Hydrogen fueling systems
A self-described "full-time sustainability entrepreneur my whole career," Terry started New Day Hydrogen with Chief Commercial Officer Patricia Kelley, COO Buford Barr, and CTO Brian DeBruine. "We're a pandemic baby, founded around this common interest of decarbonizing energy, and the role hydrogen plays in that decarbonization."
New Day's business plan involves building the infrastructure for diesel-powered fleets to transition to hydrogen. Terry says the company plans on "providing onsite, carbon-free hydrogen fueling to diesel fleets as they start their journey to zero emissions."
"That enables us to focus on centralized fleets, as opposed to having to rely upon a network effect for hydrogen fueling," he explains. "Battery-powered electric vehicles are really not the best fit for all applications. We're looking for complementary approaches for those hard-to-decarbonize, hard-to-reduce-emissions sectors. "
It follows that New Day is targeting diesel fleets in emergency services, utilities, port and transit authorities, and other commercial fleets. The company has signed a memorandum of understanding with AAA to potentially transition about 30 fleets in Colorado -- a total of more than 1,000 vehicles -- and other states to hydrogen. "We're speaking with a number of other groups in Colorado and outside Colorado," says Terry.
The best fits are where charging infrastructure is not feasible due to space or time constraints. "We're all much more familiar with electricity, and therefore the allure and the vision of battery electric vehicles," says Terry. "The benefit of hydrogen is you get zero emissions . . . but it can be replenished in a matter of minutes instead of a matter of hours. And that's really the major driver for what makes it better in certain applications."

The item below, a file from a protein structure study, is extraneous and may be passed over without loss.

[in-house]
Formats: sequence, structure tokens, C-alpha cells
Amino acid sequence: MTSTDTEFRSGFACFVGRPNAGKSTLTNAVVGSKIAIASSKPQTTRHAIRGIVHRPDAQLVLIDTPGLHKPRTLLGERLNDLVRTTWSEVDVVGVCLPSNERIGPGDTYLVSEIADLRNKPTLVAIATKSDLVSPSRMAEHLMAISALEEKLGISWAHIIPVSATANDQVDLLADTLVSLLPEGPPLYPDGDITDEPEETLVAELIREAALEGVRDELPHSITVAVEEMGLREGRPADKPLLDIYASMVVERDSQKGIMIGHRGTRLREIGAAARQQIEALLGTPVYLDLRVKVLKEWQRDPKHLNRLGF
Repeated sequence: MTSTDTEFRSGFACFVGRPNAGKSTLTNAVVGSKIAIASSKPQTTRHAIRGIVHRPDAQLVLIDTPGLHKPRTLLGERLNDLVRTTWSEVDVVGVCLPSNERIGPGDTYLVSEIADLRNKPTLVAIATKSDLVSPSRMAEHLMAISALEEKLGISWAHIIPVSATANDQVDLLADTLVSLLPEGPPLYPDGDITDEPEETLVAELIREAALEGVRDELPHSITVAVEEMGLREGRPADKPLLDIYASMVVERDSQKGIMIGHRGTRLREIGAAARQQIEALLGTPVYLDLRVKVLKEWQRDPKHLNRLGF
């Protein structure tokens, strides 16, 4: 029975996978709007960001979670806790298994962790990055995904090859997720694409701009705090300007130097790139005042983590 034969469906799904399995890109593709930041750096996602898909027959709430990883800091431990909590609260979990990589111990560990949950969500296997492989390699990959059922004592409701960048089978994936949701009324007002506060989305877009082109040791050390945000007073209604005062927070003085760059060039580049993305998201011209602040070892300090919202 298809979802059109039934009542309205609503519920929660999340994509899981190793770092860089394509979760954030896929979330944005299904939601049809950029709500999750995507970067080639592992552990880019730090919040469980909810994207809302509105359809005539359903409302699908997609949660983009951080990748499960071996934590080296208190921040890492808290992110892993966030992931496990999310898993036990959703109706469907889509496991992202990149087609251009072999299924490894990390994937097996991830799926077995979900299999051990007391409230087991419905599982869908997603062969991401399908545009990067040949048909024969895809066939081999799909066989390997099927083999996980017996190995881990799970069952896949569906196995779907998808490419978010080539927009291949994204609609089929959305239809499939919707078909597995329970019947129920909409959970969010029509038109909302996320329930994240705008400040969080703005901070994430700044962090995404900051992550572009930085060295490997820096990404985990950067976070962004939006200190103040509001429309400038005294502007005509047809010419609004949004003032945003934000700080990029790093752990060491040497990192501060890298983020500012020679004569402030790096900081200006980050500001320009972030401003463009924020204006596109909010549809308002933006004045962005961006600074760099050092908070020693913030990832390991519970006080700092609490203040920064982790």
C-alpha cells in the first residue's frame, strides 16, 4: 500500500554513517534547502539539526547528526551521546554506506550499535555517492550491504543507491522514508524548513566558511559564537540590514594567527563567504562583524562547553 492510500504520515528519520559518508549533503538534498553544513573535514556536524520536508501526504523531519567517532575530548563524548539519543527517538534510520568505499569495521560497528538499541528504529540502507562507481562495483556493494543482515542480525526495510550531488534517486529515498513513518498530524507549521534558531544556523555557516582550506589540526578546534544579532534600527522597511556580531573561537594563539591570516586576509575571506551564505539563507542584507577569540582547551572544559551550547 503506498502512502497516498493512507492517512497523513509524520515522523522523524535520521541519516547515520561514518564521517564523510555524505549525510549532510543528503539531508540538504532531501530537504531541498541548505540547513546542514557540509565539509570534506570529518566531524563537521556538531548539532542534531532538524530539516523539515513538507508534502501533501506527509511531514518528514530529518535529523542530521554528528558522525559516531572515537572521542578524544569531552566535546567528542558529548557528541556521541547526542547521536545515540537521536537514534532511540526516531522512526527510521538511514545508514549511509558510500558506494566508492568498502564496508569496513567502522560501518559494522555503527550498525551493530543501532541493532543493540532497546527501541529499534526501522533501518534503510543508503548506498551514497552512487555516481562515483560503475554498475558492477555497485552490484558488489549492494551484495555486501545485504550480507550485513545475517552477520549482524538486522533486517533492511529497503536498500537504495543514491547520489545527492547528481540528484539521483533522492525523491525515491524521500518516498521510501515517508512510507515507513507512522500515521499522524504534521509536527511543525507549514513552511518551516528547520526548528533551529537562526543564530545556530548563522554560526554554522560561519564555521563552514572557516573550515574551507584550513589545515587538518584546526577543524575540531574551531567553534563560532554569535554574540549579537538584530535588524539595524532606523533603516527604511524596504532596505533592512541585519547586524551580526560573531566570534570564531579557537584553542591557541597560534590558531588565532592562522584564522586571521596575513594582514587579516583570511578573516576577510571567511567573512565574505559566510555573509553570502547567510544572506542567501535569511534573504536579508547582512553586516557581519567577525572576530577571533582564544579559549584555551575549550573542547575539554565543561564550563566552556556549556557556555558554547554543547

It can be expensive, especially in areas with high-cost electricity, but Terry says many observers forecast the cost of the priciest input -- electrolyzers -- could drop by more than 80 percent over the next decade as volumes increase as he describes "a glide path to something that looks like parity" with diesel.
"We're out storming the hill, trying to generate those early, durable customers and that strong customer base," says Terry. "All of these fleets are going to be starting out from a very low level of hydrogen fueling adoption. As a result, we've put together a design that accommodates the needs of those early-adopting fleets, and then can scale with them incrementally as they age out their existing diesel fleet and move increasingly into a hydrogen-powered fleet."
New Day's concept is a modularized container system that integrates electrolysis, compression, storage, and dispensing equipment to pull hydrogen from water. The company is working with an undisclosed EPC (engineering, procurement, and construction) firm to manufacture the systems. "Since we're relying on electrolysis -- which is the splitting of water onsite -- our supply chain is the utility supply of water and electricity, which is pretty reliable," says Terry.
The other option is buying hydrogen fuel from an offsite facility, but he notes, "If there's a hiccup at a refinery, that can really affect the supply to those stations."
Challenges: "Our biggest challenge is getting this first fueling station on the ground and developing that ecosystem around it," says Terry. "The overarching challenge is we're building a market."
Opportunities: "The opportunity is massive," says Terry, citing projections for a $50 billion U.S. hydrogen fuel market by 2030. "We believe there are hundreds of fleets that fit this profile."
The State of Colorado's greenhouse gas reduction plan calls for 950,000 zero-emissions vehicles on the state's roads by 2030, but there are only about 50,000 in operation as of 2022.
"It's this opportunity for us to participate in a growing sector we all know is going to take off, because of the dire need for zero emissions," says Terry.
Needs: Capital. "We're absolutely out looking for investors, we're out pursuing grant opportunities," says Terry.